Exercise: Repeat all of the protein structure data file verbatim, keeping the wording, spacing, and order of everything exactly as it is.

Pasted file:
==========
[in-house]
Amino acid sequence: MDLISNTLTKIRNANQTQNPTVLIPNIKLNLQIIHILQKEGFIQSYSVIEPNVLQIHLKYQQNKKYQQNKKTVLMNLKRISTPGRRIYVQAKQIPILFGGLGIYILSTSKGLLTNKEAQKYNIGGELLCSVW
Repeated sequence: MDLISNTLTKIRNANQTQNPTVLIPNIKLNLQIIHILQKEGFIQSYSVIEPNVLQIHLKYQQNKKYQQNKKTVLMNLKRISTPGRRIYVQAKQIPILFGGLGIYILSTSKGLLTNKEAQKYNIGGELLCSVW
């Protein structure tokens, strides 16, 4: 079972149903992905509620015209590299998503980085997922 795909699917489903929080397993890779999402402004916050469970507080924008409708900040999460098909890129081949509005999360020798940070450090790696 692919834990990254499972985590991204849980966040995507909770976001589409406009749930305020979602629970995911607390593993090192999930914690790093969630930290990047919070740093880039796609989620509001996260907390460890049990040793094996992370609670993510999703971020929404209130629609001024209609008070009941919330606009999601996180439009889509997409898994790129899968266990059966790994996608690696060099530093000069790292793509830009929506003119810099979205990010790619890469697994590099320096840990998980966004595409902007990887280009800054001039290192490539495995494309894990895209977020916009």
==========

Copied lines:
[in-house]
Amino acid sequence: MDLISNTLTKIRNANQTQNPTVLIPNIKLNLQIIHILQKEGFIQSYSVIEPNVLQIHLKYQQNKKYQQNKKTVLMNLKRISTPGRRIYVQAKQIPILFGGLGIYILSTSKGLLTNKEAQKYNIGGELLCSVW
Repeated sequence: MDLISNTLTKIRNANQTQNPTVLIPNIKLNLQIIHILQKEGFIQSYSVIEPNVLQIHLKYQQNKKYQQNKKTVLMNLKRISTPGRRIYVQAKQIPILFGGLGIYILSTSKGLLTNKEAQKYNIGGELLCSVW
């Protein structure tokens, strides 16, 4: 079972149903992905509620015209590299998503980085997922 795909699917489903929080397993890779999402402004916050469970507080924008409708900040999460098909890129081949509005999360020798940070450090790696 692919834990990254499972985590991204849980966040995507909770976001589409406009749930305020979602629970995911607390593993090192999930914690790093969630930290990047919070740093880039796609989620509001996260907390460890049990040793094996992370609670993510999703971020929404209130629609001024209609008070009941919330606009999601996180439009889509997409898994790129899968266990059966790994996608690696060099530093000069790292793509830009929506003119810099979205990010790619890469697994590099320096840990998980966004595409902007990887280009800054001039290192490539495995494309894990895209977020916009």